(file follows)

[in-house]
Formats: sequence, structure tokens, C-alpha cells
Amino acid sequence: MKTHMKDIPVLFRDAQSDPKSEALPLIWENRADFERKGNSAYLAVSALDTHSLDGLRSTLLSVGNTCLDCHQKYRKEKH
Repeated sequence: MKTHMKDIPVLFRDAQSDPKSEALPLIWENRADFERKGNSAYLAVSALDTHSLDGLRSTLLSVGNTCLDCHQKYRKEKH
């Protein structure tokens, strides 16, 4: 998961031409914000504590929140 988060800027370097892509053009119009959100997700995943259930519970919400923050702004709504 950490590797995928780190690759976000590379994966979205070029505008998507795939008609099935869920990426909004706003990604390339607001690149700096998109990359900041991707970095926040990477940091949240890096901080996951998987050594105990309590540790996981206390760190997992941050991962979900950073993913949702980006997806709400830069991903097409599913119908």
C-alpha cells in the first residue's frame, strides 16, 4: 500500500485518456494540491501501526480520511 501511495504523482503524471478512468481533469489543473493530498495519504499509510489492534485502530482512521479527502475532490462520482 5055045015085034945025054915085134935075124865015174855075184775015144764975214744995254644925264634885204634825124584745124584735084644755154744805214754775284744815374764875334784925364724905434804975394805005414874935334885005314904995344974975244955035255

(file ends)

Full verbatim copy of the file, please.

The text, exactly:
[in-house]
Formats: sequence, structure tokens, C-alpha cells
Amino acid sequence: MKTHMKDIPVLFRDAQSDPKSEALPLIWENRADFERKGNSAYLAVSALDTHSLDGLRSTLLSVGNTCLDCHQKYRKEKH
Repeated sequence: MKTHMKDIPVLFRDAQSDPKSEALPLIWENRADFERKGNSAYLAVSALDTHSLDGLRSTLLSVGNTCLDCHQKYRKEKH
């Protein structure tokens, strides 16, 4: 998961031409914000504590929140 988060800027370097892509053009119009959100997700995943259930519970919400923050702004709504 950490590797995928780190690759976000590379994966979205070029505008998507795939008609099935869920990426909004706003990604390339607001690149700096998109990359900041991707970095926040990477940091949240890096901080996951998987050594105990309590540790996981206390760190997992941050991962979900950073993913949702980006997806709400830069991903097409599913119908």
C-alpha cells in the first residue's frame, strides 16, 4: 500500500485518456494540491501501526480520511 501511495504523482503524471478512468481533469489543473493530498495519504499509510489492534485502530482512521479527502475532490462520482 5055045015085034945025054915085134935075124865015174855075184775015144764975214744995254644925264634885204634825124584745124584735084644755154744805214754775284744815374764875334784925364724905434804975394805005414874935334885005314904995344974975244955035255